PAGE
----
Preservation Board. He served for many years as the board’s first president.

Inclusive in his allegiance to the cause of preservation in Buffalo, Bill gave moral support
to the Preservation Coalition of Erie County when it was formed in 1980, even though he never
abandoned his loyalty to the Landmark Society of the Niagara Frontier. (These two
organizations recently merged to form Preservation Buffalo Niagara.)

From childhood ramblings with his architect father, Bill acquired an abiding interest in
and knowledge of the rural architecture of Western New York, especially its distinctive
cobblestone buildings. Over many summers, in the company of family friend Gerda Peterich, an
excellent architectural photographer, Bill traveled the byways of Orleans, Monroe, and other
nearby counties recording this special regional heritage. Today, many of these dwellings are
listed in the National Register.

In the early 1960s, Bill was active in forming the Cobblestone Society, whose
headquarters, the 1830s cobblestone church in Childs, New York, Bill and his father were
responsible for restoring. He also gave many books from his extensive architectural library–
one of the best ever assembled in Western New York–to the Society’s resource center. Bill’s
own book, Cobblestone Landmarks of New York State (Syracuse University Press, 1978), which
he authored with Cary Lattin and Robert Frasch and which was illustrated with photographs by
Gerda Peterich, was the first serious study of Upstate New York’s legacy of cobblestone
architecture. It remains today a valuable source of information on the subject.

Architecture for Bill was more than bricks and mortar. He took lively interest in the
people who had constructed the houses and buildings he admired and he had many stories to tell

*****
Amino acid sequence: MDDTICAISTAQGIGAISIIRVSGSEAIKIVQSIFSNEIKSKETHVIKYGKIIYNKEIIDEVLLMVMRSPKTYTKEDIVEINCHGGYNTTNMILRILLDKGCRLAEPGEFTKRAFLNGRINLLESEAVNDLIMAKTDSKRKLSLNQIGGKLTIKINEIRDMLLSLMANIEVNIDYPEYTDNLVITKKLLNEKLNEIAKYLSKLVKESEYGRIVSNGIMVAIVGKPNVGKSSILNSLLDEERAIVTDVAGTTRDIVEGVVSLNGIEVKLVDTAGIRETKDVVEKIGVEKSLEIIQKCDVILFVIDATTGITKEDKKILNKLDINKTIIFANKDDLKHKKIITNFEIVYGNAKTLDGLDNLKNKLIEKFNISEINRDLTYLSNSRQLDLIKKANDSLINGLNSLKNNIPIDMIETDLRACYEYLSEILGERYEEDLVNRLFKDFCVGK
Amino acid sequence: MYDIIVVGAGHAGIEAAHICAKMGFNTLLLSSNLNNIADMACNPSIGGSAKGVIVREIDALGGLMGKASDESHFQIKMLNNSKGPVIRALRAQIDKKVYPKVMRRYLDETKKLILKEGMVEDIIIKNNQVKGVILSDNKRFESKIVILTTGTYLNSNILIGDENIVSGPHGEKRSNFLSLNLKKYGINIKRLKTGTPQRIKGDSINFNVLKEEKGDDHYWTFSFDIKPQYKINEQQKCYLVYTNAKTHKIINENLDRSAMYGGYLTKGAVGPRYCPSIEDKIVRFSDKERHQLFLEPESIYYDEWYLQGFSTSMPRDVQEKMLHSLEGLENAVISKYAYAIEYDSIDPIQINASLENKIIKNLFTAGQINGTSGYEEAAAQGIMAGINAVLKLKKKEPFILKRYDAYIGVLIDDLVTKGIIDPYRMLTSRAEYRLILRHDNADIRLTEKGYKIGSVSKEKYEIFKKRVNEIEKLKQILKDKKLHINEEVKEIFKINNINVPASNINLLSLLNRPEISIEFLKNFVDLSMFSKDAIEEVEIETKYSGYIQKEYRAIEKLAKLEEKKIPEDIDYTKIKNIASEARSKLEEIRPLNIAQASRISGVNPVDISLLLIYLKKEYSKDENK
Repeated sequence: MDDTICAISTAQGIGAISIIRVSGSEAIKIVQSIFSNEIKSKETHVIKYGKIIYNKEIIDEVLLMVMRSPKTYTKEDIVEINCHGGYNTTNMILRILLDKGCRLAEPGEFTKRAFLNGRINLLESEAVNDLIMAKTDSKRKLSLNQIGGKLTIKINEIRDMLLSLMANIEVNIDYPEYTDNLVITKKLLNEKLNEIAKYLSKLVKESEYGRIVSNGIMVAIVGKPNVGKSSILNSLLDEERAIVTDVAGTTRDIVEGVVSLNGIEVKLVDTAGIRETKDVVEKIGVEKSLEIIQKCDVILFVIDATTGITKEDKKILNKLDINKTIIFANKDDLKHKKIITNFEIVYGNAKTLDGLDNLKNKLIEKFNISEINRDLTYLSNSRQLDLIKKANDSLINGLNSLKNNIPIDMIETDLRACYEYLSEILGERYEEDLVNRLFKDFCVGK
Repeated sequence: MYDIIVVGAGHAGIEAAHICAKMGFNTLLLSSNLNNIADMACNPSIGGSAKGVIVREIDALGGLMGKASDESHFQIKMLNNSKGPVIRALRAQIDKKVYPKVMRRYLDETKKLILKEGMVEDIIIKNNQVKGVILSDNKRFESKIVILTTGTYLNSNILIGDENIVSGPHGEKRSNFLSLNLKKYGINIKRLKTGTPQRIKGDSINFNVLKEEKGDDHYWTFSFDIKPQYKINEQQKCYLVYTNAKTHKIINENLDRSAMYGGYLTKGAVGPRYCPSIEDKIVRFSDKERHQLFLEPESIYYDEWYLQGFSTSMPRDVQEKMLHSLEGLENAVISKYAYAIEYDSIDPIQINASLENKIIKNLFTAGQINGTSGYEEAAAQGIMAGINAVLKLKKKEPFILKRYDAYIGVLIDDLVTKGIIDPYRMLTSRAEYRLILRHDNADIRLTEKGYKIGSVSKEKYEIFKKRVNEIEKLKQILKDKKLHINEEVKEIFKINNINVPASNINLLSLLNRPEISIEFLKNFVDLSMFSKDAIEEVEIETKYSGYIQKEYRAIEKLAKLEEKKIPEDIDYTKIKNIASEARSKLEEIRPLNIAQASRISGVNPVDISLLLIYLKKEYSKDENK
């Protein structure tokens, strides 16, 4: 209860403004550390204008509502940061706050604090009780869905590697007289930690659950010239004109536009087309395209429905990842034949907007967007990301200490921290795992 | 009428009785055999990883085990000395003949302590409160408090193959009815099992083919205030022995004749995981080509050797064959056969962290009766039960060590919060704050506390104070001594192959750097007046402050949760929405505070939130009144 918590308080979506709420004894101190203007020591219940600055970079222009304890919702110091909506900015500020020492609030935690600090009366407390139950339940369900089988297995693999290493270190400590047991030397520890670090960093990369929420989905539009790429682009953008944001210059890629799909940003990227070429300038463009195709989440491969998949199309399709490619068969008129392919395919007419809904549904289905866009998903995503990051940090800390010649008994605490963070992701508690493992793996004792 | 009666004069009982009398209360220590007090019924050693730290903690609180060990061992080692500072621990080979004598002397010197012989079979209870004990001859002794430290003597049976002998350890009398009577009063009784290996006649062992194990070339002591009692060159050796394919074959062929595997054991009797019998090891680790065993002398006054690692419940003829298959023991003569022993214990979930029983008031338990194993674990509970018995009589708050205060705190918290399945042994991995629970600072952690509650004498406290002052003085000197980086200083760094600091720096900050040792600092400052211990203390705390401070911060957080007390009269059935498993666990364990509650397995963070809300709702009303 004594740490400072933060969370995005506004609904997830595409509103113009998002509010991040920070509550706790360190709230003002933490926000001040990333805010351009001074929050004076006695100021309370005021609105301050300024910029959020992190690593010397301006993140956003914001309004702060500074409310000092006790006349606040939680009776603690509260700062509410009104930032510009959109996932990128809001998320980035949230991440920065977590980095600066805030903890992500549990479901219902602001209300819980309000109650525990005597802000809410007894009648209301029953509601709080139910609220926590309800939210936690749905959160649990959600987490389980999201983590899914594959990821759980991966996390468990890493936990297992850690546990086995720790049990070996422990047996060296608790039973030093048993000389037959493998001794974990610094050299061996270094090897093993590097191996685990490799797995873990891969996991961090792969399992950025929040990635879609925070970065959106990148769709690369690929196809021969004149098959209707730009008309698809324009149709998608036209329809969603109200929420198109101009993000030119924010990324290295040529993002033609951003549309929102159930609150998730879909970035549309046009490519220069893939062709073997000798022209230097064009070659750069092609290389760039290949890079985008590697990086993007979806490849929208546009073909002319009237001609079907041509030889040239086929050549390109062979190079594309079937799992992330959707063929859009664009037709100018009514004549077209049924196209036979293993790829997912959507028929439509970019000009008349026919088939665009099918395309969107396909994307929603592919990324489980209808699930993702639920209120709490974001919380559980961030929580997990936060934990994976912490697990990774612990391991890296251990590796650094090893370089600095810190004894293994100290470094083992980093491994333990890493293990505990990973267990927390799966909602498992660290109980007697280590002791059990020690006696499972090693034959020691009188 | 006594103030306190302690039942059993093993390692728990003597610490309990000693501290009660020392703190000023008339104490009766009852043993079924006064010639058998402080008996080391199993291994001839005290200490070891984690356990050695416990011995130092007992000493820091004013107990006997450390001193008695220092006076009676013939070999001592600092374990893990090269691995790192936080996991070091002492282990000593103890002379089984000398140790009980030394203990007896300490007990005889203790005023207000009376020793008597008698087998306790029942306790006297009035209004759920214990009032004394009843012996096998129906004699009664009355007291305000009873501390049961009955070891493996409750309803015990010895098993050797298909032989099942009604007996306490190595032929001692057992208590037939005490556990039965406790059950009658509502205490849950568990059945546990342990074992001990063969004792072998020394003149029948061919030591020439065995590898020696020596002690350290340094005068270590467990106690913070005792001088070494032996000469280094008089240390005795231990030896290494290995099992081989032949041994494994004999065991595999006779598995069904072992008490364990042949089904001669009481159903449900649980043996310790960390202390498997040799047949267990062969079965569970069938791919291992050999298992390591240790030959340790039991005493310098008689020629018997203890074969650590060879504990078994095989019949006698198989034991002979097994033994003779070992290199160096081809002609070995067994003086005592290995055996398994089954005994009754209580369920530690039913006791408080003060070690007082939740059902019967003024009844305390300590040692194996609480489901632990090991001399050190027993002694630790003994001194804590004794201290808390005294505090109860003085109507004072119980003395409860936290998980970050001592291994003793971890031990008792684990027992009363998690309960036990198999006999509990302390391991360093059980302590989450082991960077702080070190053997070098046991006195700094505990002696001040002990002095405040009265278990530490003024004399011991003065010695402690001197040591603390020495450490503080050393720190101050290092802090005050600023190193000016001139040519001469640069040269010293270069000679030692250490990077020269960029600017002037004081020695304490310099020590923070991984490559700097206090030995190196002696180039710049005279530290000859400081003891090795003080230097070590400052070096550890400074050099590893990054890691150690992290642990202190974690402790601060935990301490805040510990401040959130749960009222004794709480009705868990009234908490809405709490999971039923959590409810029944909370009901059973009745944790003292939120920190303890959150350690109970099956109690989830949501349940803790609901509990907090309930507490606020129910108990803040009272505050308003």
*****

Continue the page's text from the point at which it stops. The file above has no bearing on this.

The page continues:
about bygone families and individuals. His cheery sense of humor often flavored the telling of
these tales. He especially possessed a great deal of knowledge about architects who worked in
Buffalo in the early decades of the twentieth century.

Endowed with a spirit of life that valued art, beauty, human contact, and interest in the
wider world, Bill was a well-read individual, an excellent cook, a sterling host, and a generous
friend. In private life, he enjoyed entertaining at his house on Crescent Avenue in Parkside.
That gracious home, where he lived all of his life until recently, and its delightful garden, where
Bill loved to tend a well-chosen variety of plants and flowers, was a personal expression of his
exceptional good taste. It was also the setting of many happy evenings that those who were
privileged to call him friend will surely treasure. In addition to a wide circle of friends, Bill had
many relatives who reside out-of-state, including his brother Richard and his devoted nephew
Richard “Sven” Shelgren. Bill’s youngest brother, Fritz, was killed in the Korean War.

In passing from the scene, Bill Shelgren will take his place among such earlier
distinguished Buffalonians as David Gray, J. N. Larned, and Frank Severance. Like them, Bill
made an enduring contribution to the enhancement of life in this city and to the preservation of
its history and sense of place.